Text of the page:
Introduction, Specifications, and Pricing
While we have looked at other Z390 motherboards from GIGABYTE, today we take a look at our first one designed for content creators; the Z390 Designare. The Designare line targets content creators and modders, and for the most part has a white and black color theme as well as features for content creators, such as Thunderbolt 3.
In this case, GIGABYTE actually thought ahead and designed what we assume is the first Z-series motherboards to actually allow external input DisplayPort for Thunderbolt 3, specifically for the upcoming Intel consumer SKUs without integrated graphics. Let's see what this motherboard has in store for us.
The Z390 Designare features two M.2 slots, WIFI, dual Intel LAN, USB 3.1, and SATA6Gb/s.
The Z390 Designare costs $269.99.
Packaging and Z390 Designare Overview
Packaging and Overview
The box art is different from GIGABYTE's Aorus branded motherboards; it's sleek and reflects the colors of the motherboard. The packaging is good enough to protect your motherboard.
The accessory package includes four SATA6Gb/s cables, G-connector, WIFI Antenna, DisplayPort input cable, DVD, and manual.
GIGABYTE has five fan headers on this motherboard, they are all hybrid DC/PWM mode headers so they can control both 3-pin and 4-pin fans. The one header circled in blue is also a water pump header, so we assume it runs at full speed at default or provides more current, but none of that is confirmed by GIGABYTE's marketing materials or manual.
The motherboard has a silver and black color theme to it, which is more professional than some of the other themes we have witnessed. The rear of the PCB is bare of major chips.
The rear IO panel features two USB 2.0 ports, PS/2 keyboard/mouse, DisplayPort in (for TB3), HDMI out, two USB 3.1 type-A ports, two ThunderBolt 3 (also double as USB 3.1 type-C), two USB 3.0 DAC UP ports, two USB 3.0 ports, dual Gbit LAN, and 7.1 audio with S/PDIF out.
The PCI-E layout is as follows, x16/x0/x0, x8/x8/x0, or x8/x4/x4. However, the last x4 slot has the ability to connect to the PCH or CPU for its bandwidth, a unique feature that allows for users to pick their best configuration. The x1 slots don't share bandwidth. There are two M.2 slots that operate in either x4 PCI-E 3.0 or SATA mode, and they share some lanes with some of the SATA ports. Both M.2 slots have heat sinks on them.
The six SATA6Gb/s ports sit at the edge of the motherboard along with a PCI-E power connector to enhance PCI-E slot power. There is a USB 3.0 internal header near a USB 3.1 type-C header that supports one port at 10Gb/s.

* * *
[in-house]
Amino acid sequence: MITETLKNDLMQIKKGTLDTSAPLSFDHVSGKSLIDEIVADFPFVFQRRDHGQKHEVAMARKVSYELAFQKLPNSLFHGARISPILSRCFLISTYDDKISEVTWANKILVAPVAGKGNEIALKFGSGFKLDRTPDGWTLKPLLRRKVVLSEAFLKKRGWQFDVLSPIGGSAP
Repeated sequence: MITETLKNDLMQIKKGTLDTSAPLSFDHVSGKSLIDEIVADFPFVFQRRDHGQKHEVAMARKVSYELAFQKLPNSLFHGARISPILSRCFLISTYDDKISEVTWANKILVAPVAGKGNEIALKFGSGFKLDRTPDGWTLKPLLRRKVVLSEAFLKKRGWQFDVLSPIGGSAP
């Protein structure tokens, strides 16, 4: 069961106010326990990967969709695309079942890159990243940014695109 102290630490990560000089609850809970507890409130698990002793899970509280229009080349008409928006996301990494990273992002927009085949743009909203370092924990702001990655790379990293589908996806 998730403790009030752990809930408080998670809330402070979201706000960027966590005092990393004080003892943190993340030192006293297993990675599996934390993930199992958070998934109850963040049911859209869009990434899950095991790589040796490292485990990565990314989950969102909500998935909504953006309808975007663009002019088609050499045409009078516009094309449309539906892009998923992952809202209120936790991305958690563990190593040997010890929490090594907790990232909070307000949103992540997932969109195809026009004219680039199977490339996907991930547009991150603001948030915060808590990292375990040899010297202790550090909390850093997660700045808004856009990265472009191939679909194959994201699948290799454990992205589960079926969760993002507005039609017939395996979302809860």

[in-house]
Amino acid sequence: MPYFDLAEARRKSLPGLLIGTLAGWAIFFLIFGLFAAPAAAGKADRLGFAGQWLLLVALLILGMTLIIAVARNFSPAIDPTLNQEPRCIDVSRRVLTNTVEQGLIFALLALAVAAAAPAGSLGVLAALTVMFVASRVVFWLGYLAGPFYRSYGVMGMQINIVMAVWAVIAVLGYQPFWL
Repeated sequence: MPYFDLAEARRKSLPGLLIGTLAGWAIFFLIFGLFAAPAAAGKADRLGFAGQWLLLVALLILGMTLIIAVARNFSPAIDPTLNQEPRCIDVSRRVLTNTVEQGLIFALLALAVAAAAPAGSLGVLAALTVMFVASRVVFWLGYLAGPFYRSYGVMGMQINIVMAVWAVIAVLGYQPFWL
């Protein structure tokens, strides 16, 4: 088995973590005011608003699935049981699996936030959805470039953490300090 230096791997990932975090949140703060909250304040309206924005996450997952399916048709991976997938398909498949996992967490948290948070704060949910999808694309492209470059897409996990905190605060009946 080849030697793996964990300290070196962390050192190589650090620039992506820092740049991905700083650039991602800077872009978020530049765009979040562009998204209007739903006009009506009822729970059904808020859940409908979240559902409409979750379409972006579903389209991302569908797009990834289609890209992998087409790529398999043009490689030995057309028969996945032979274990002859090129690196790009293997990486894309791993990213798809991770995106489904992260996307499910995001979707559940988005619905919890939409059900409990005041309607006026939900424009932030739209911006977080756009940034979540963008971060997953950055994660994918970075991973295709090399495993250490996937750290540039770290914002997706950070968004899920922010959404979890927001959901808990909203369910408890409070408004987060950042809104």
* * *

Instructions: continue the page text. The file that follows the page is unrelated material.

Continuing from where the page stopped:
We find a standard 8-pin CPU power connector located near a 4-pin CPU extra power plug. An RGB LD header is located at the bottom of the motherboard.
The motherboard features a heat sink for the VRMs that uses a heat pipe.
GIGABYTE Z390 Designare Circuit Analysis
The Z390 Designare shows us the goods with the heat sinks removed!
The VRM is a large 12+1 phase VRM consisting of 50A Vishay SiC634 DrMOS for the CPU phases and a single SiC620 60A DrMOS for the iGPU. It is controlled by an Intersil ISL69138 digital PWM controller in 6+1 phase mode, and six ISL6617 doublers are used to balance phase currents between each set of doubled phases.
The doublers are in synchronous mode, so a PWM readout would look like a large 6-phase VRM instead of a 12-phase one, so the doublers are used exclusively to balance the current between pairs of phases. The design compromise was made on these boards to improve transient response. On GIGABYTE's IR-based Z390 VRMs, the PWM readout would look like a 12-phase VRM because of IR's transient algorithms, so asynchronous mode is engaged on this board. Either way, the VRMs are very nice.
The VCCSA and VCCIO are controlled by Richtek RT8120 single phase PWMs with integrated drivers, and they control some miniature On Semiconductor PowerPAKs labeled "4C06". The memory VRM uses the same Richtek PWMs, but with larger On Semiconductor "4C06N" N-channel PowerPAKs in a two low single high configuration.
GIGABYTE Z390 Designare Circuit Analysis Continued
Z390 Designare Circuit Analysis Continued
The audio solution consists of a Realtek ALC1220 rated up to 120dB, and they added Gold series capacitors and WIMA film capacitors.
We get an i219v PHY for the first Gbit LAN controller and the Intel i211AT for the second. GIGABYTE did a solid and is using Intel's latest Wireless AC 9560 2x2 WIFI chip rated up to 1.733Gbps.
GIGABYTE is using the JHL7640 newer generation Thunderbolt 3 controller, which uses two PCI-E 3.0 lanes and offers two type-C ThunderBolt 3 ports, and features DP 1.4 output. The control these type-C ports and provide proper power delivery negotiation, two Texas Instruments TPS65983 type-C controllers are used, these are part of Intel's reference design.
So typically on Z-series motherboards with Thunderbolt we don't need an external video input since all the CPUs for the platform have an integrated graphics controller with DisplayPort (which is required for Thunderbolt).
However, the integrated graphics only offers DP 1.2, and there are newer KF and K SKUs coming out without integrated graphics. So GIGABYTE has added a Texas Instruments HD3SS215 DP differential switch, so users can use Thunderbolt 3 even without an iGPU and get a DP 1.4 input from an external GPU. The front panel type-C internal header uses a Pericom PI3EQX re-driver for native USB 3.1 and a Texas Instruments HD3220 type-C switch.
The rear USB 3.1 type-A ports each get a PI3EQX re-driver for chipset's native USB 3.1.
There is a Realtek RTS5411 USB 3.0 hub on the motherboard for the rear IO ports, and there is also a Realtek based power system for the two DAC-UP ports, so you can control the power to those two ports. The Realtek IT8688E is used as the main SuperIO on the motherboard.
An NXP level shifter is used to provide an HDMI output on the rear IO panel. The motherboard Has six PCI-E quick switches to move PCI-E bandwidth between the three PCI-E x16 slots, you will notice two of these quick switches are made by Pericom instead of ASMedia, and that's because Pericom's product is a 3:1 mux/demux, so it can offer different sources for the bandwidth.
BIOS and Software
Here we have GIGABYTE's UEF with both an easy mode and a class mode. The Classic mode is where you should do all your overclocking, and if you are familiar with GIGABYTE's layout, you will be just fine. Fan control is present in the form of a GUI.